Now, I do understand that on-staff IT and Developers want to hold on to their job. Of course they will want to justify that $140k annual salary and convince the company that for their needs, a "simple" CMS like Joomla or Wordpress simply wont do. That, while the typical CMS solution may work for smaller companies, their specific needs require skilled programmers on-staff or long-term, and always will.

That just isn't true.

Let's try a different approach and compare. I can think of a particular client of ours that could have easily fallen into the latter path. The owner called me originally, looking for a face-to-face interview for an on-site Development gig. He had an aging php based website for his distribution company, that used iframes to show manufacturer products on their website. The trouble was, the fonts, layout, thumbnails, etc were all different (all being streamed from different manufacturer websites), and they could not edit the content.

After a brief call we setup a remote meeting and screenshare session. We pitched a Joomla solution with Zoo-based custom applications that would handle a massive product catalog, office directory, download archive, and news and video section. The main focus was on the product catalog, which can be updated periodically with new data from manufacturers by CSV. Products could have their own images galleries, specs, etc as well as Commenting and "You may also be intereted in" item relations. The products could be fed to modules for "Most popular products in this category", "Featured Items", etc and compared side-by-side to other items for a spec-to-spec customer analysis. The whole project was bid at $10k.

"Lack of knowledge can cost big. Your IT staff may have decades of server and old-school web programming know-how, but that doesnt make them an expert on Web 2.0"

Taking this opposite approach - using our plan, rather than a plan drafted by their internal IT staff - the company had everything they wanted and more, in about a month and a half. What's more, their website continues to update itself (automatic Joomla updates) and the custom applications we created (the zoo framework continues to receive updates). This gives them a living, evolving solution that stays current and doesn't require hired/internal paid labor to make updates. Even more, they receive free email support from us for life, any time they need help. That's a virtually permanent solution for $10k, in a month and half's time.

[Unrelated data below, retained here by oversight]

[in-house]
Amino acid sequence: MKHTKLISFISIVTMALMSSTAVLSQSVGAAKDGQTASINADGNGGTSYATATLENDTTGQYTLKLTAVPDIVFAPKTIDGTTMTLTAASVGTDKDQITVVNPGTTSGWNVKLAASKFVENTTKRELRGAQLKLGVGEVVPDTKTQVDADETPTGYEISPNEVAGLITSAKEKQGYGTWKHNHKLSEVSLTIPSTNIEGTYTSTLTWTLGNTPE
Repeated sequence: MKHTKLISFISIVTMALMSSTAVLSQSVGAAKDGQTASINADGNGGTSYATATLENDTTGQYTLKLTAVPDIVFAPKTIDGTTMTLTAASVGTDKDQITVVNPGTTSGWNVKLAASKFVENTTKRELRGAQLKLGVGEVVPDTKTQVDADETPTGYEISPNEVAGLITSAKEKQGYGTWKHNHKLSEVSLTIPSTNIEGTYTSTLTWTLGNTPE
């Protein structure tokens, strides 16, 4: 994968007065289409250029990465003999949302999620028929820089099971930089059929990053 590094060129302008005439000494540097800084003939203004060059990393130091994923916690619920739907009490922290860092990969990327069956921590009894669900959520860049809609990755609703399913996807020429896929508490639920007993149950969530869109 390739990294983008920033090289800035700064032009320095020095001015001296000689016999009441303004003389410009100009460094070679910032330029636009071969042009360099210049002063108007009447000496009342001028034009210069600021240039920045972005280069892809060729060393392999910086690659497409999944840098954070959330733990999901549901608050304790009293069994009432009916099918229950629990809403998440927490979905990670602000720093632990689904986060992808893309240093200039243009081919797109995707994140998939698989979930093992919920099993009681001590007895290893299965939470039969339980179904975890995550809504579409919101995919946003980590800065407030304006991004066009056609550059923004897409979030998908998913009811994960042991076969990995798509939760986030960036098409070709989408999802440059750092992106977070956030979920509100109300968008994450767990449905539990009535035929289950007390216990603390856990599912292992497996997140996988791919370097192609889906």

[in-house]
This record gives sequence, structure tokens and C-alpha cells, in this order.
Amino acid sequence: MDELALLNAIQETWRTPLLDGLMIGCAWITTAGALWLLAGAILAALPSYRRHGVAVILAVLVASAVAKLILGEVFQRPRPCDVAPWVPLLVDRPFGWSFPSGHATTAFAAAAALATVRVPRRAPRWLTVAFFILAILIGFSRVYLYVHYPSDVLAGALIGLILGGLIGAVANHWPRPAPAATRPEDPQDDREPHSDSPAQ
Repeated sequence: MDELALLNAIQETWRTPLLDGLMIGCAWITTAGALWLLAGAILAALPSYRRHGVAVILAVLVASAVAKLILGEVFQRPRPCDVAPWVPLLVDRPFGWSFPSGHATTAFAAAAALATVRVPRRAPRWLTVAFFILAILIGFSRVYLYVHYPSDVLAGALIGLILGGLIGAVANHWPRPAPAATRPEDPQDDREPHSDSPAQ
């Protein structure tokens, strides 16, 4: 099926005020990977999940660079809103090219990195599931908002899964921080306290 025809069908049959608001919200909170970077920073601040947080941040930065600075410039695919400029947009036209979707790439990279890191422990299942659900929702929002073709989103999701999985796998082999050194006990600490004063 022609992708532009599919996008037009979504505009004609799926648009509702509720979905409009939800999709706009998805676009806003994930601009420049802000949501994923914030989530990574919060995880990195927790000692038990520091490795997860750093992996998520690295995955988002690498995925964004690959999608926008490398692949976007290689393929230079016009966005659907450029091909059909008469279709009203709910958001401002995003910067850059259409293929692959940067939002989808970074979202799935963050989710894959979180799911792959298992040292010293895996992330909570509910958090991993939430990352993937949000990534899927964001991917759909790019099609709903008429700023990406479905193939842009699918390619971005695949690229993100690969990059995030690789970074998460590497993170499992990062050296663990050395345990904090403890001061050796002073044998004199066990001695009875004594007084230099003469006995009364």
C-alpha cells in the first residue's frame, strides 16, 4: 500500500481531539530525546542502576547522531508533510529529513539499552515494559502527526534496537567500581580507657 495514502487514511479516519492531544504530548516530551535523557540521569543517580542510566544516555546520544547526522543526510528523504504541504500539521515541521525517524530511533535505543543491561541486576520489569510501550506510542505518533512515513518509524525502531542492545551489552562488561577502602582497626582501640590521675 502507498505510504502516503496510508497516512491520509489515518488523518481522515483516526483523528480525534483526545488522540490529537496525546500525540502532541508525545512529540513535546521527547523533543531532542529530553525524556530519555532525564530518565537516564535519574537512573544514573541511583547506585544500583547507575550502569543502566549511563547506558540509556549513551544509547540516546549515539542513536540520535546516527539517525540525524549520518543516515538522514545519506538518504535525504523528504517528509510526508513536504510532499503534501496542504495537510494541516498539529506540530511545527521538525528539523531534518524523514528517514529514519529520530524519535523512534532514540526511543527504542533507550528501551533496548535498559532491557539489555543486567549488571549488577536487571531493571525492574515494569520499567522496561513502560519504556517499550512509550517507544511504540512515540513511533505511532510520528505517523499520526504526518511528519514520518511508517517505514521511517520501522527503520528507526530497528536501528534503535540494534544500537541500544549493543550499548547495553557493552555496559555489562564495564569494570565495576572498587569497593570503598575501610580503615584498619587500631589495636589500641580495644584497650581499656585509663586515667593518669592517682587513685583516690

The picture I'm attempting to paint here is that, had they taken their initial approach to hire an on-site hourly developer to follow their original plan, this client would have spent tens of thousands more - very likely over many months time - and would arguably have an inferior finished product with no free support and static software that remains stuck in 2012 until they pay someone to make updates.

Even presented with a simple case study like that, there are still some who will believe themselves not in that class and therefore exception to the rule. I admit that I'm biased here, owning a small Development Firm, but that doesnt make my points any less true.

In the end it is the companies choice. Hire someone as a pseudo-employee to work in your office, or hire a professional agency. It's a choice every company has to make at some point. There are plenty of on-site Developers that can produce a first rate website solution, and certainly a skilled team can produce quality. Just consider a word of caution from someone who is 200+ sites down the road:

Lack of knowledge can cost big. Your IT staff or internal Developer may have decades of server and oldschool web programming know-how, but that doesnt make them an expert on Web 2.0. If you want a well thought out first rate plan, you should always consult with an expert. Your handyman may build a stunning shed, but it's just good practice to speak with an architect before having him hire a team to build that addon room for your house.